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The top-ranking Democratic and Republican members of the House Homeland Security Committee announced plans to move forward with a bill creating a bipartisan commission to look into the events of the January 6th insurrection at the Capitol.
While the bill does not yet have the support of top-ranking House Republican Rep. Kevin McCarthy, Homeland Security Committee Chair Bennie Thompson (D-Miss.) and ranking member John Katko (R-N.Y.) jointly announced the bill, which Politico reports includes “some key concessions to Republicans.” Following the announcement, McCarthy said he did not yet know the details of the bill.
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“I know Nancy Pelosi played politics with this for a number of months. You’ve got to look at the build-up before, and what’s been going on after,” McCarthy said, according to Politico. But McCarthy’s support is not necessary, as the speaker chooses which bills come to the floor in the House, and other Republicans are expected to vote for the commission.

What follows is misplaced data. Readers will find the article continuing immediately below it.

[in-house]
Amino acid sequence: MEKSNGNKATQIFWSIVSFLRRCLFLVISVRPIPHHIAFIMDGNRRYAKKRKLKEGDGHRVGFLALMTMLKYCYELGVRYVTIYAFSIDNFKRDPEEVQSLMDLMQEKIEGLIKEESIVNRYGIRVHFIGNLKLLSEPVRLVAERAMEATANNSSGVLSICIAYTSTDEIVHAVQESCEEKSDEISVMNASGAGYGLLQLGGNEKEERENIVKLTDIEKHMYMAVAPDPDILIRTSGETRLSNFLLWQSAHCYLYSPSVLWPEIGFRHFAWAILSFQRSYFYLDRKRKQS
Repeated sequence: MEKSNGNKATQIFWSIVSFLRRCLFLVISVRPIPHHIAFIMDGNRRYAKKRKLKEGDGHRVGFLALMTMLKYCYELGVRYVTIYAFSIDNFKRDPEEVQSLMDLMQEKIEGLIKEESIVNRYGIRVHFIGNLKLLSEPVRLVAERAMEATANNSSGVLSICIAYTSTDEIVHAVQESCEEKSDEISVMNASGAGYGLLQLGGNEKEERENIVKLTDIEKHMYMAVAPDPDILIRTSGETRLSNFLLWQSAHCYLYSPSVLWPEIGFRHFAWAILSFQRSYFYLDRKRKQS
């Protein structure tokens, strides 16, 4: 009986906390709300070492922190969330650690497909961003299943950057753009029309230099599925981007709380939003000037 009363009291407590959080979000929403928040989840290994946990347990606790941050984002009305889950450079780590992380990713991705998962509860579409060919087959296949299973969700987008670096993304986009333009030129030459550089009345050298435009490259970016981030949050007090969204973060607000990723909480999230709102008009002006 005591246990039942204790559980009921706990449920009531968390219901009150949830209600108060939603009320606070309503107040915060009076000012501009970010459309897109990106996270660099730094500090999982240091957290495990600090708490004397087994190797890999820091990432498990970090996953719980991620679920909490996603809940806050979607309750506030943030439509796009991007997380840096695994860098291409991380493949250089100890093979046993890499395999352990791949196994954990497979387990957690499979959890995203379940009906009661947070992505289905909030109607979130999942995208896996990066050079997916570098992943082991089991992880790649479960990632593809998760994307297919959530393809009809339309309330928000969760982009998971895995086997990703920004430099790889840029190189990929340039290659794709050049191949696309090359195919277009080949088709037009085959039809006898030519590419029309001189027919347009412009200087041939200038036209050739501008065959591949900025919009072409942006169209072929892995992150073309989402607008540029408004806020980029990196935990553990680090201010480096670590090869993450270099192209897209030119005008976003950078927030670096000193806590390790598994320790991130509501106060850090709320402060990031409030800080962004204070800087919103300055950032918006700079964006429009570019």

Pelosi issued a statement emphasizing the importance of the commission, which will is modeled after the bipartisan commission that investigated September 11th. “It is imperative that we seek the truth of what happened on January 6 with an independent, bipartisan 9/11-type Commission to examine and report upon the facts, causes and security relating to the terrorist mob attack,” Pelosi said in a statement, adding that the bill may come to the House floor “as soon as next week.” But even if it passes in the House, the bill will still need to go through the Senate.
Democrats and Republicans have been debating the commission’s purview and composition for months. Concessions made to Republicans include allowing each party to select half of the members of the commission and requires bipartisan agreement to issue subpoenas.
Democrats will get to select the commission’s chair. And though Republicans had hoped the scope of the investigation will include left-wing violence, the commission will be limited to looking at the events on and leading up to January 6th.
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